Gig review: Black Rebel Motorcycle Club at O2 Academy Leeds

Black Rebel Motorcycle Club
Black Rebel Motorcycle Club
Have your say

Black Rebel Motorcycle Club and Leeds have history. It was here in November 2003 that the San Francisco psych-garage trio were infamously hauled offstage at the city’s Town Hall, midway through their show, due to concerns that the venue’s 150-year-old floor was about to collapse under the weight of nearly 1,000 people moshing their hearts out.

Nearly 14 years to the day since, it remains an enduring footnote in the band’s legacy; an amuse-bouche of a tale that serves up an idea of the kind of wild reactions their dark indie noise incites amongst leather-jacket wearing rock types.

Their return to the city, at the O2 Academy, comes in anticipation of next year’s Wrong Creatures, their first album for five years; business seemingly remains very much as usual.

Co-founders/frontmen Peter Hayes and Robert Levon Been both sneer with greasy malice, flanked by strobe lighting; behind, drummer Leah Shapiro pummels away with a stone-face glare.

There’s an element of pantomime to proceedings; BRMC’s obvious stagecraft – and musical – pretentions to The Jesus and Mary Chain would be almost comical in their stylised devotion, were it not for the fire with which they burn through two-dozen songs in a dusky-glow blaze.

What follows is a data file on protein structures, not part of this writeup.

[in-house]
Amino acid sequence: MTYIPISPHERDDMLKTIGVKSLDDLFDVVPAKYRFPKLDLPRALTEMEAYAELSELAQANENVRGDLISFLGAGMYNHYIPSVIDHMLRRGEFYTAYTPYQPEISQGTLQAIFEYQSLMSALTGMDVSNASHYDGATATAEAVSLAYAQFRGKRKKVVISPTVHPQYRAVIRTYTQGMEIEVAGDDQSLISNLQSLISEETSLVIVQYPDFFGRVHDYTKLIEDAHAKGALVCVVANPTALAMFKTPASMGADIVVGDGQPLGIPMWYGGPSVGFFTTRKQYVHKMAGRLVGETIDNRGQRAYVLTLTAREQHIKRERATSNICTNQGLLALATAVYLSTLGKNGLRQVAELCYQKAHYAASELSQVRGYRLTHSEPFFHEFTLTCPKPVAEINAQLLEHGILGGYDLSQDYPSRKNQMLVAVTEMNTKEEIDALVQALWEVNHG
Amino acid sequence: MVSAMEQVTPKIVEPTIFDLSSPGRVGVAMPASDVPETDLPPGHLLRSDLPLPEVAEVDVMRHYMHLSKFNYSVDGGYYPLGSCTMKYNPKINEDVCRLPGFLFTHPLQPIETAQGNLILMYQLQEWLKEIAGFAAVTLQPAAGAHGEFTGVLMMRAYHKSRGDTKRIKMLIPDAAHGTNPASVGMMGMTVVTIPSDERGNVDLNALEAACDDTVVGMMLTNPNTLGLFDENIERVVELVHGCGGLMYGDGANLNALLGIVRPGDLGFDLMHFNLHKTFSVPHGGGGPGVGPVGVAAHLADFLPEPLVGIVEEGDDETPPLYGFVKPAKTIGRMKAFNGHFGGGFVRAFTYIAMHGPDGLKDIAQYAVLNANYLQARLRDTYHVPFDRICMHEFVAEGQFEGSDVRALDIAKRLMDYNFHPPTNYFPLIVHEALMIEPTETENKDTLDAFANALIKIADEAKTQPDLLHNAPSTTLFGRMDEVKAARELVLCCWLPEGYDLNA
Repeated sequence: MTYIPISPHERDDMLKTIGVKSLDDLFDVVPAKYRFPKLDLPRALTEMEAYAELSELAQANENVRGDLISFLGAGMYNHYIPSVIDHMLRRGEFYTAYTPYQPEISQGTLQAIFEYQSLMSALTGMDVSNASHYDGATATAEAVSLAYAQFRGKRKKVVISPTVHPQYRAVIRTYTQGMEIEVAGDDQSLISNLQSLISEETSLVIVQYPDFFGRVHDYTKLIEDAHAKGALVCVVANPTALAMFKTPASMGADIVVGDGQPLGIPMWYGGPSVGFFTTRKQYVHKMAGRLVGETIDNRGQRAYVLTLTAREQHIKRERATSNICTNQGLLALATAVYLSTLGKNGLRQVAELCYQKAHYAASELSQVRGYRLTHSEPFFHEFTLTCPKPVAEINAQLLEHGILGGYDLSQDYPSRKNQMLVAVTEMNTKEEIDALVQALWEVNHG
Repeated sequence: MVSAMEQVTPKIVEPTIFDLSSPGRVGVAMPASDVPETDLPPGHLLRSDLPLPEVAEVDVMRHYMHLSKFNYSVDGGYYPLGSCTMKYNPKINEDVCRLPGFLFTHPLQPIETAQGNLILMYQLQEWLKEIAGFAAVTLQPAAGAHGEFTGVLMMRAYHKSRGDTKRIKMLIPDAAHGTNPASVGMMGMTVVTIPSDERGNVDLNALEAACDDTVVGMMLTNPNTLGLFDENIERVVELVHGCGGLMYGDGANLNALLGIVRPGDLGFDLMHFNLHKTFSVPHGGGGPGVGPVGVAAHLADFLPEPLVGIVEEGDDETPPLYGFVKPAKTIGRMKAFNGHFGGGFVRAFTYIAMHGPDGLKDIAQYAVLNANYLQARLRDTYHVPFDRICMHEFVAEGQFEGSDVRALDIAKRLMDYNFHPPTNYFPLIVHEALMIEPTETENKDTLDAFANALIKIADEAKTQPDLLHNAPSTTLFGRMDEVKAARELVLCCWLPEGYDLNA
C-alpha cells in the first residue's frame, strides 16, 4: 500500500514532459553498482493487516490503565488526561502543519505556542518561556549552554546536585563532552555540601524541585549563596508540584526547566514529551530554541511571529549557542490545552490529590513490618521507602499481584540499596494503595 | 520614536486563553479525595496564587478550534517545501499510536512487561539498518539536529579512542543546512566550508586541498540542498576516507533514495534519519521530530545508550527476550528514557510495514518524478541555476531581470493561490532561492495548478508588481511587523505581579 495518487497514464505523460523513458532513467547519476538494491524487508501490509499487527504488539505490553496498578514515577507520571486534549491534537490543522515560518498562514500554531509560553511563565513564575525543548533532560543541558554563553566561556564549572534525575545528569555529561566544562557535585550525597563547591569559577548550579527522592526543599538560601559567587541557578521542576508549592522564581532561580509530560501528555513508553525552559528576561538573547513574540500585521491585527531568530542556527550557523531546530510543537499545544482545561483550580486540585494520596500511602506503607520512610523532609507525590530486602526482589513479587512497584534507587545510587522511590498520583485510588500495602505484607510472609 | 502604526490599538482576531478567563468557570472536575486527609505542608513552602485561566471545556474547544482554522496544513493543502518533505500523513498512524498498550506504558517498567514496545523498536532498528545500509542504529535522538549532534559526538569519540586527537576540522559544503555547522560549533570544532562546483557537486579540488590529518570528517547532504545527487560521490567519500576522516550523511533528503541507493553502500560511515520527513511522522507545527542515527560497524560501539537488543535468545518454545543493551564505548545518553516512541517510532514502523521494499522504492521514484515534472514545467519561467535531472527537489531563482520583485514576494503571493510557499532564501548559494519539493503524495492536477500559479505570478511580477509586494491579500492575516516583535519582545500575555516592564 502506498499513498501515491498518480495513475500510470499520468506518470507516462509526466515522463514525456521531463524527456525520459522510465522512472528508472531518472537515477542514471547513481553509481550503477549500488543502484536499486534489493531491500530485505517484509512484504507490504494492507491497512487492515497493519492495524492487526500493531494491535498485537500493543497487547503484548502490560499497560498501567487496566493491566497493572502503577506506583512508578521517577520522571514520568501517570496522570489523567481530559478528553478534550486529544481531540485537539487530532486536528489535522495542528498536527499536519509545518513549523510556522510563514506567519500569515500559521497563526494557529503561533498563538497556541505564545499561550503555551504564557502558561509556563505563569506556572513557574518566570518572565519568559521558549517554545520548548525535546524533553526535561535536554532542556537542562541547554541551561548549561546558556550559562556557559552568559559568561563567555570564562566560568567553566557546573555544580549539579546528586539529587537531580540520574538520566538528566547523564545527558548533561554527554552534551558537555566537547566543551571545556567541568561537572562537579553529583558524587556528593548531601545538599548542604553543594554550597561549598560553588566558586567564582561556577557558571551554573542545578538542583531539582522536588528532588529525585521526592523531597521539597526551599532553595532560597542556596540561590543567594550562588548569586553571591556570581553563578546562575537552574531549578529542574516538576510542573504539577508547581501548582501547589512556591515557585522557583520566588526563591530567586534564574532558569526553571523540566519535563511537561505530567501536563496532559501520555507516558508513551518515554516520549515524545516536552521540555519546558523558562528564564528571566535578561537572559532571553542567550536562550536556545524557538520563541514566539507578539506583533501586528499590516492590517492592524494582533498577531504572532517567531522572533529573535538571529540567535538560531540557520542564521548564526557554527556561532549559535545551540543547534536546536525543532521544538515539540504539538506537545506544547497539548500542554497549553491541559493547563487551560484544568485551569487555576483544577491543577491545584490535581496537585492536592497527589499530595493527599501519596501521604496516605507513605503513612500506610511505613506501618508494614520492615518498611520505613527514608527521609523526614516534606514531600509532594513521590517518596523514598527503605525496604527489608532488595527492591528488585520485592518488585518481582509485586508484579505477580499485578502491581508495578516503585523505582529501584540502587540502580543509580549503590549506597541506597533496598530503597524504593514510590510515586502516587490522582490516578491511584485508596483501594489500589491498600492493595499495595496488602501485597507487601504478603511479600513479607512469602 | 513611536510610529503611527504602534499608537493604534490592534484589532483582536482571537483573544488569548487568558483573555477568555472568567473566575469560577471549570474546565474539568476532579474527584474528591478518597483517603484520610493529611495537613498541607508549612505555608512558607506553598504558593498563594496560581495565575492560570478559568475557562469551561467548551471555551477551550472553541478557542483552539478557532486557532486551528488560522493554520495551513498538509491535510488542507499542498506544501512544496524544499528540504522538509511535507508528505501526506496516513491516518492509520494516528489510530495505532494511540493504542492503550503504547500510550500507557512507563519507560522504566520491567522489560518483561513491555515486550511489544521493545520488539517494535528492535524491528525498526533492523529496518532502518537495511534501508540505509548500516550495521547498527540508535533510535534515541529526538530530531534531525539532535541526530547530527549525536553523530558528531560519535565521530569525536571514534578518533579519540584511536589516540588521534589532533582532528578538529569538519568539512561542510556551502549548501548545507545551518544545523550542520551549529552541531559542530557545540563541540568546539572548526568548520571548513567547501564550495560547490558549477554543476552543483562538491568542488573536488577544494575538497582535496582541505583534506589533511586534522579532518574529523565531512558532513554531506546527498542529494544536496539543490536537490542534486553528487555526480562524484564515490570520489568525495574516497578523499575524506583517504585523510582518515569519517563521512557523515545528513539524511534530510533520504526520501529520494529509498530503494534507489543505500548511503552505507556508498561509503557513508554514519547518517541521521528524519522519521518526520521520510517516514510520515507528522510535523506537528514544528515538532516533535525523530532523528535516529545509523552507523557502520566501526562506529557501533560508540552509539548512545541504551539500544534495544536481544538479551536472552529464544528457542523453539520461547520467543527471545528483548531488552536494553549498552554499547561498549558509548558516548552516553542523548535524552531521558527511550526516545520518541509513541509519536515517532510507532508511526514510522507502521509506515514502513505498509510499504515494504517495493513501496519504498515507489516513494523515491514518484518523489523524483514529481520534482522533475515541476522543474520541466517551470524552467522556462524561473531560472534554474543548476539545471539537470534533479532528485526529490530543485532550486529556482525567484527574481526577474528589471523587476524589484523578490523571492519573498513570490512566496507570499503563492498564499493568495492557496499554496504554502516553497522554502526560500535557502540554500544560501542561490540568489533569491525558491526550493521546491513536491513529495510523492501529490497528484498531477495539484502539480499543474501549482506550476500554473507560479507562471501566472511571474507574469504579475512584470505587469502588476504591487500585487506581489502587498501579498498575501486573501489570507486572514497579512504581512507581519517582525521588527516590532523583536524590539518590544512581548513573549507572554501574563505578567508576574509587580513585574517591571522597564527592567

For all their Anglophile leanings, part of BRMC is buried in the barroom back home in America. Little Thing Gone Wild is a snappy Southern-drawl stomper; Ain’t No Easy Way a whiskey-soaked blues bouncer. Stop, hanging low on brash sleazy riffs, swaggers in halfway through and swigs straight from the bourbon bottle. When Hayes goes it alone for the weary delta-country of Devil’s Waitin’, the spectre of Johnny Cash is tangible.

But Brit-charged shoegaze remains their key love too; the druggy aesthetic of Rifles and Awake offering a hedonistically-detached counter to slicked-up brooding boogie-woogie with their tripped-out fuzz.

These are songs mired in murkiness, even the ones with the chunky riffs; 666 Conducer, prowling forward with clipped, moody menace, is a genuinely insidious piece of songwriting. BRMC are not ones for subtlety where grandstanding will do; the bludgeon to the head that is Six-Barrel Shotgun remains testament to that, a whopping cruncher of a hit.

By the time Whatever Happen to My Rock ‘n’ Roll (Punk Song) raw, Stooges racket has been crunched, Been is somewhere in the crowd, still wrenching chords out of his bass.

No floors broken tonight, then – but at the very least, shaken to its foundations.